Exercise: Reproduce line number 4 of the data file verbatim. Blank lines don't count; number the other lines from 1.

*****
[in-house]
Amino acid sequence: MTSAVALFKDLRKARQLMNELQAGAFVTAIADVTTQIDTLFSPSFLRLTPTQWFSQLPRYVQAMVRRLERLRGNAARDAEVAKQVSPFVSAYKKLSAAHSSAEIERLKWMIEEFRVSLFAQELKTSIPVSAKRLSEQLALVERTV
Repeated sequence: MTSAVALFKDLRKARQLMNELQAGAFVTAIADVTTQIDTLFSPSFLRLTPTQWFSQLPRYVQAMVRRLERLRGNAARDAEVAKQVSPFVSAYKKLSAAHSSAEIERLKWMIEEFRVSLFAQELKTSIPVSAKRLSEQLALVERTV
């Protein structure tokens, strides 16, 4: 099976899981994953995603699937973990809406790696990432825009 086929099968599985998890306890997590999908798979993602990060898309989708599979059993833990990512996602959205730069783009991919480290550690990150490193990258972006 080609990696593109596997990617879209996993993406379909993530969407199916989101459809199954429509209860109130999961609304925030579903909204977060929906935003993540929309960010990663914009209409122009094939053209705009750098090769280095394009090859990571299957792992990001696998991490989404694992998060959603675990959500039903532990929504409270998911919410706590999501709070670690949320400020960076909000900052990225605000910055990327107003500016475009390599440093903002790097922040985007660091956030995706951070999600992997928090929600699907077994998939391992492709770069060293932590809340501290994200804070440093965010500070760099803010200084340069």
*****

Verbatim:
């Protein structure tokens, strides 16, 4: 099976899981994953995603699937973990809406790696990432825009 086929099968599985998890306890997590999908798979993602990060898309989708599979059993833990990512996602959205730069783009991919480290550690990150490193990258972006 080609990696593109596997990617879209996993993406379909993530969407199916989101459809199954429509209860109130999961609304925030579903909204977060929906935003993540929309960010990663914009209409122009094939053209705009750098090769280095394009090859990571299957792992990001696998991490989404694992998060959603675990959500039903532990929504409270998911919410706590999501709070670690949320400020960076909000900052990225605000910055990327107003500016475009390599440093903002790097922040985007660091956030995706951070999600992997928090929600699907077994998939391992492709770069060293932590809340501290994200804070440093965010500070760099803010200084340069």